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Tuesday, 3 May 1994
Page: 78


Senator LEES (Deputy Leader of the Australian Democrats) (6.46 p.m.) —We oppose this amendment, and oppose it very strongly. Basically, it eliminates altogether the value of having this search power in the legislation. What is the point of having a two-stage process if we are now going to get rid of one stage? We might as well forget about it. Why on earth would a person who knows that they are not complying let anybody in? Why would they have anything whatsoever to do with the Health Insurance Commission? Therefore, one has to go away and come back with a warrant, which may be in an hour or in a couple of days.

  It is not so much that incriminating evidence can be removed. It means that incriminating practices can—how shall we say?—be adjusted. Pathology practices, for example, need to have certain things displayed to let people know about charges. It may be that the Health Insurance Commission has some reservations about the type of equipment that is available due to the sorts of things that are being claimed on Medicare. If people know that a search is about to happen, they can make sure that the right sort of equipment is in the particular surgery at that particular time.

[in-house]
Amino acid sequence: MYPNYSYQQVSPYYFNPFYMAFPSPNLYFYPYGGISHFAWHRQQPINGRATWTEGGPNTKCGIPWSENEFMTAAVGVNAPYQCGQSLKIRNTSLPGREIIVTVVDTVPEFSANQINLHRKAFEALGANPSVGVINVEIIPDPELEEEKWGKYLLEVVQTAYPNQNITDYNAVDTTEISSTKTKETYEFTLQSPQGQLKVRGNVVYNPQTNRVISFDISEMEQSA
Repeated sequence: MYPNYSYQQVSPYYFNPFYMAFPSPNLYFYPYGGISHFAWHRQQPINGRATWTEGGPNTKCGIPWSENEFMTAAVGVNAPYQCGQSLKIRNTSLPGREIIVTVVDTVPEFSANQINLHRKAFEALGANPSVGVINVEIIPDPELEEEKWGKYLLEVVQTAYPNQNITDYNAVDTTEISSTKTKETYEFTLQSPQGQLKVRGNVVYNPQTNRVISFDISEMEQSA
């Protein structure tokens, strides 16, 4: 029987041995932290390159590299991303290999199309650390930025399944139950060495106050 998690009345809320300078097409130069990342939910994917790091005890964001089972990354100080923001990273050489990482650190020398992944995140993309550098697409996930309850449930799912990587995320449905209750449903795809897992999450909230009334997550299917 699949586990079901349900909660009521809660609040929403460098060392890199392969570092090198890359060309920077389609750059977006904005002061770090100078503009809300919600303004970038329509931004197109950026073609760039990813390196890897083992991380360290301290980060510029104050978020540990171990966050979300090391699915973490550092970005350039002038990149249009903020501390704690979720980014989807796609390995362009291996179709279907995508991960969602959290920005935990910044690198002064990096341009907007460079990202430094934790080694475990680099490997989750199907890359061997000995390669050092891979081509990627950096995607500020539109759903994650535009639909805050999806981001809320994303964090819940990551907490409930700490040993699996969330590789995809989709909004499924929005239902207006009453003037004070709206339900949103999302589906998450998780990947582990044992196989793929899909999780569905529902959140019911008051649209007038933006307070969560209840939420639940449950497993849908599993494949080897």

If we are going to do this, then we might as well take this whole section out altogether. I want to stress here that we are not talking about patient records. I ask the minister to reaffirm that for us. We are not talking about any access whatsoever to patient records. There must be a warrant in those particular cases. The search powers merely give visual access and the ability to look at record-type books—for example, appointment books—and take samples, but they do not give any powers to look at confidential documents such as patient records. I believe we have to have this initial power if we are going to seriously tackle some of the problems that have been occurring. The pathology people—those who have been working very hard on trying to stop the fraud that is going on in the pathology area—say that this power is absolutely crucial in the early stages of investigation. They argue that, without this, for pathology in particular, the bill is almost useless.